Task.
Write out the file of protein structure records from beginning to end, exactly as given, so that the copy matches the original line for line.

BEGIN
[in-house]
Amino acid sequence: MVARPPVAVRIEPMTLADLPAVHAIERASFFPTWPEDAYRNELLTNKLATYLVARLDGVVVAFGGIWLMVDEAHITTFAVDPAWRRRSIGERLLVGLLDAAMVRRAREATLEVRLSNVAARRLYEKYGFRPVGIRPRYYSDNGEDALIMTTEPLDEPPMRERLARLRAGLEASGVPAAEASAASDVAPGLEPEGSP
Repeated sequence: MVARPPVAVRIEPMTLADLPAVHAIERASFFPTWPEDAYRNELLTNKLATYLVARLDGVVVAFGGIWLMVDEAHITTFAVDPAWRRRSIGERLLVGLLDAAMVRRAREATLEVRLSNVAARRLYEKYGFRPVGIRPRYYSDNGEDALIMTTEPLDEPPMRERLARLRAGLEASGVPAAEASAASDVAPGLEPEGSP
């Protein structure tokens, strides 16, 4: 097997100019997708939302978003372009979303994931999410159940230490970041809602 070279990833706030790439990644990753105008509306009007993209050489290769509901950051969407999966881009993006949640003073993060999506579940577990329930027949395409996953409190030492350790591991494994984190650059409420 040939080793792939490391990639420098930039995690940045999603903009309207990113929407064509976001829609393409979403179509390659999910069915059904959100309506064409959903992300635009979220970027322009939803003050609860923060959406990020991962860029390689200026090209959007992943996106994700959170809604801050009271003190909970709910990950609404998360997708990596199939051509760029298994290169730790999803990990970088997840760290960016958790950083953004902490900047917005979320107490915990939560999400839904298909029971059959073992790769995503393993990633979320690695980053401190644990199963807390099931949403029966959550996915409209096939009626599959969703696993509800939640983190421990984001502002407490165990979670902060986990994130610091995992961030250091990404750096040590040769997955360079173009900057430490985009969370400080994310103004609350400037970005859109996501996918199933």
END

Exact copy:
[in-house]
Amino acid sequence: MVARPPVAVRIEPMTLADLPAVHAIERASFFPTWPEDAYRNELLTNKLATYLVARLDGVVVAFGGIWLMVDEAHITTFAVDPAWRRRSIGERLLVGLLDAAMVRRAREATLEVRLSNVAARRLYEKYGFRPVGIRPRYYSDNGEDALIMTTEPLDEPPMRERLARLRAGLEASGVPAAEASAASDVAPGLEPEGSP
Repeated sequence: MVARPPVAVRIEPMTLADLPAVHAIERASFFPTWPEDAYRNELLTNKLATYLVARLDGVVVAFGGIWLMVDEAHITTFAVDPAWRRRSIGERLLVGLLDAAMVRRAREATLEVRLSNVAARRLYEKYGFRPVGIRPRYYSDNGEDALIMTTEPLDEPPMRERLARLRAGLEASGVPAAEASAASDVAPGLEPEGSP
């Protein structure tokens, strides 16, 4: 097997100019997708939302978003372009979303994931999410159940230490970041809602 070279990833706030790439990644990753105008509306009007993209050489290769509901950051969407999966881009993006949640003073993060999506579940577990329930027949395409996953409190030492350790591991494994984190650059409420 040939080793792939490391990639420098930039995690940045999603903009309207990113929407064509976001829609393409979403179509390659999910069915059904959100309506064409959903992300635009979220970027322009939803003050609860923060959406990020991962860029390689200026090209959007992943996106994700959170809604801050009271003190909970709910990950609404998360997708990596199939051509760029298994290169730790999803990990970088997840760290960016958790950083953004902490900047917005979320107490915990939560999400839904298909029971059959073992790769995503393993990633979320690695980053401190644990199963807390099931949403029966959550996915409209096939009626599959969703696993509800939640983190421990984001502002407490165990979670902060986990994130610091995992961030250091990404750096040590040769997955360079173009900057430490985009969370400080994310103004609350400037970005859109996501996918199933």